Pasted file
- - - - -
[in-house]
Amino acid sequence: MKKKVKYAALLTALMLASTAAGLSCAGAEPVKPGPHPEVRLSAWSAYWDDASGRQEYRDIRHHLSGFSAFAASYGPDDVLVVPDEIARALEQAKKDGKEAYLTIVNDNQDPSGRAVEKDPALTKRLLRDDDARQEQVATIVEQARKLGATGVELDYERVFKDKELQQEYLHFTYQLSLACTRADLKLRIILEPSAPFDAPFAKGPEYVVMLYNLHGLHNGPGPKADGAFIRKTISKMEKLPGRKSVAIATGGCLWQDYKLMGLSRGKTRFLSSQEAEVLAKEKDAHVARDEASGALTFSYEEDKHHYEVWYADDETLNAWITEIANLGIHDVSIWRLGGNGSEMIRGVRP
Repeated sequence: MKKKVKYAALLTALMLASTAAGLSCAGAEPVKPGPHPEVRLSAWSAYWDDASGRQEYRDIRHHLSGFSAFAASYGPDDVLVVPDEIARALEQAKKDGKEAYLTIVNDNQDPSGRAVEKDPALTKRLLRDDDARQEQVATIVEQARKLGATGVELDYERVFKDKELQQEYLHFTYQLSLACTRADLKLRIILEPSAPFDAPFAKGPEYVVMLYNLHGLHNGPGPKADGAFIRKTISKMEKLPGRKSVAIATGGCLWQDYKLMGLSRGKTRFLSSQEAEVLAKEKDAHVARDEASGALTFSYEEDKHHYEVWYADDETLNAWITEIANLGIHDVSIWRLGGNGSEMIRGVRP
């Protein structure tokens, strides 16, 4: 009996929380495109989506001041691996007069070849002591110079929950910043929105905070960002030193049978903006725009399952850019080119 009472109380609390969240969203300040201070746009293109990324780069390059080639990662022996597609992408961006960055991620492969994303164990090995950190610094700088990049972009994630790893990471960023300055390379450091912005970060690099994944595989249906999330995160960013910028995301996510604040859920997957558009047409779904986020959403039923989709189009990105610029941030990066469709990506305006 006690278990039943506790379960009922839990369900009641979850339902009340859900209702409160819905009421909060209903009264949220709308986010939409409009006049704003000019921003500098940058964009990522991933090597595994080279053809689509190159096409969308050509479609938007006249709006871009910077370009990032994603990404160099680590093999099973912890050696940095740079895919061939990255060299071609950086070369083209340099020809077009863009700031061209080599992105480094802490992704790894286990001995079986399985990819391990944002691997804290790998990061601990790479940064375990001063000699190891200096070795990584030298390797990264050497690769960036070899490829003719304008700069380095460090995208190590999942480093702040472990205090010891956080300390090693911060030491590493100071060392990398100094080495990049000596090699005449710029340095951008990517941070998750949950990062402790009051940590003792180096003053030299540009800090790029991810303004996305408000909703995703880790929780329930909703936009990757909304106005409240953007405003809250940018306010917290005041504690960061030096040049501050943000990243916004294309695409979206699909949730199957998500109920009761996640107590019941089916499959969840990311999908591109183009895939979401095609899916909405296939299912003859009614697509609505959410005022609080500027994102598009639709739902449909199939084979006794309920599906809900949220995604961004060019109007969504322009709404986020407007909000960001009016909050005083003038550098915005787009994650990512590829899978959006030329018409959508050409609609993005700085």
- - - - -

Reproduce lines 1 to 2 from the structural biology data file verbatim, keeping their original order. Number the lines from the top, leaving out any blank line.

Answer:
[in-house]
Amino acid sequence: MKKKVKYAALLTALMLASTAAGLSCAGAEPVKPGPHPEVRLSAWSAYWDDASGRQEYRDIRHHLSGFSAFAASYGPDDVLVVPDEIARALEQAKKDGKEAYLTIVNDNQDPSGRAVEKDPALTKRLLRDDDARQEQVATIVEQARKLGATGVELDYERVFKDKELQQEYLHFTYQLSLACTRADLKLRIILEPSAPFDAPFAKGPEYVVMLYNLHGLHNGPGPKADGAFIRKTISKMEKLPGRKSVAIATGGCLWQDYKLMGLSRGKTRFLSSQEAEVLAKEKDAHVARDEASGALTFSYEEDKHHYEVWYADDETLNAWITEIANLGIHDVSIWRLGGNGSEMIRGVRP